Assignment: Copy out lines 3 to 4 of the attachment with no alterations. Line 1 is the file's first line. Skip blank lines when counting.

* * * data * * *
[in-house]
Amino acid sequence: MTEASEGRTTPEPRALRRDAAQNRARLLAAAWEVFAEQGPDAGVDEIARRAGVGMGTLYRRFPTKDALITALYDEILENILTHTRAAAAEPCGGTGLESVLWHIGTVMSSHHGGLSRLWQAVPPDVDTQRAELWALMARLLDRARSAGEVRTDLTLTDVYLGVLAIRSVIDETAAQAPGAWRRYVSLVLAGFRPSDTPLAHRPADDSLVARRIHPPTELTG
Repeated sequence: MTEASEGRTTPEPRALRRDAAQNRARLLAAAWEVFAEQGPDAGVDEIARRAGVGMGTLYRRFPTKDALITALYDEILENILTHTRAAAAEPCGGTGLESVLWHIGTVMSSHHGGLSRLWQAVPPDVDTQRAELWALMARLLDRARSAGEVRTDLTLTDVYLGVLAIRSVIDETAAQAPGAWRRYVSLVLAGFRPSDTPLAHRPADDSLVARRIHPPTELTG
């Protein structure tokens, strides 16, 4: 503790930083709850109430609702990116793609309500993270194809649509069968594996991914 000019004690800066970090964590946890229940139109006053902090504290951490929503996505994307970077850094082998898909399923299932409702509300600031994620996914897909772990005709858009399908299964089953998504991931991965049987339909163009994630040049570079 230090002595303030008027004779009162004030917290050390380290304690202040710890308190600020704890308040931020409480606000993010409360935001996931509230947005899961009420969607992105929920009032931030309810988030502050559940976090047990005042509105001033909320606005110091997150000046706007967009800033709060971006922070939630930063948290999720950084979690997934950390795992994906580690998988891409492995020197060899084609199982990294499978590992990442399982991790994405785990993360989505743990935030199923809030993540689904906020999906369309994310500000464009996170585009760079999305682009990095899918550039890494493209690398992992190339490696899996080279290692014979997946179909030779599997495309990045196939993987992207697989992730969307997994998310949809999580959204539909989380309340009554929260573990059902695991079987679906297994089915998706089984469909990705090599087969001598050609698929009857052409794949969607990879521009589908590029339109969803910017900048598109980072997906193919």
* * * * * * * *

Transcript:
Repeated sequence: MTEASEGRTTPEPRALRRDAAQNRARLLAAAWEVFAEQGPDAGVDEIARRAGVGMGTLYRRFPTKDALITALYDEILENILTHTRAAAAEPCGGTGLESVLWHIGTVMSSHHGGLSRLWQAVPPDVDTQRAELWALMARLLDRARSAGEVRTDLTLTDVYLGVLAIRSVIDETAAQAPGAWRRYVSLVLAGFRPSDTPLAHRPADDSLVARRIHPPTELTG
């Protein structure tokens, strides 16, 4: 503790930083709850109430609702990116793609309500993270194809649509069968594996991914 000019004690800066970090964590946890229940139109006053902090504290951490929503996505994307970077850094082998898909399923299932409702509300600031994620996914897909772990005709858009399908299964089953998504991931991965049987339909163009994630040049570079 230090002595303030008027004779009162004030917290050390380290304690202040710890308190600020704890308040931020409480606000993010409360935001996931509230947005899961009420969607992105929920009032931030309810988030502050559940976090047990005042509105001033909320606005110091997150000046706007967009800033709060971006922070939630930063948290999720950084979690997934950390795992994906580690998988891409492995020197060899084609199982990294499978590992990442399982991790994405785990993360989505743990935030199923809030993540689904906020999906369309994310500000464009996170585009760079999305682009990095899918550039890494493209690398992992190339490696899996080279290692014979997946179909030779599997495309990045196939993987992207697989992730969307997994998310949809999580959204539909989380309340009554929260573990059902695991079987679906297994089915998706089984469909990705090599087969001598050609698929009857052409794949969607990879521009589908590029339109969803910017900048598109980072997906193919």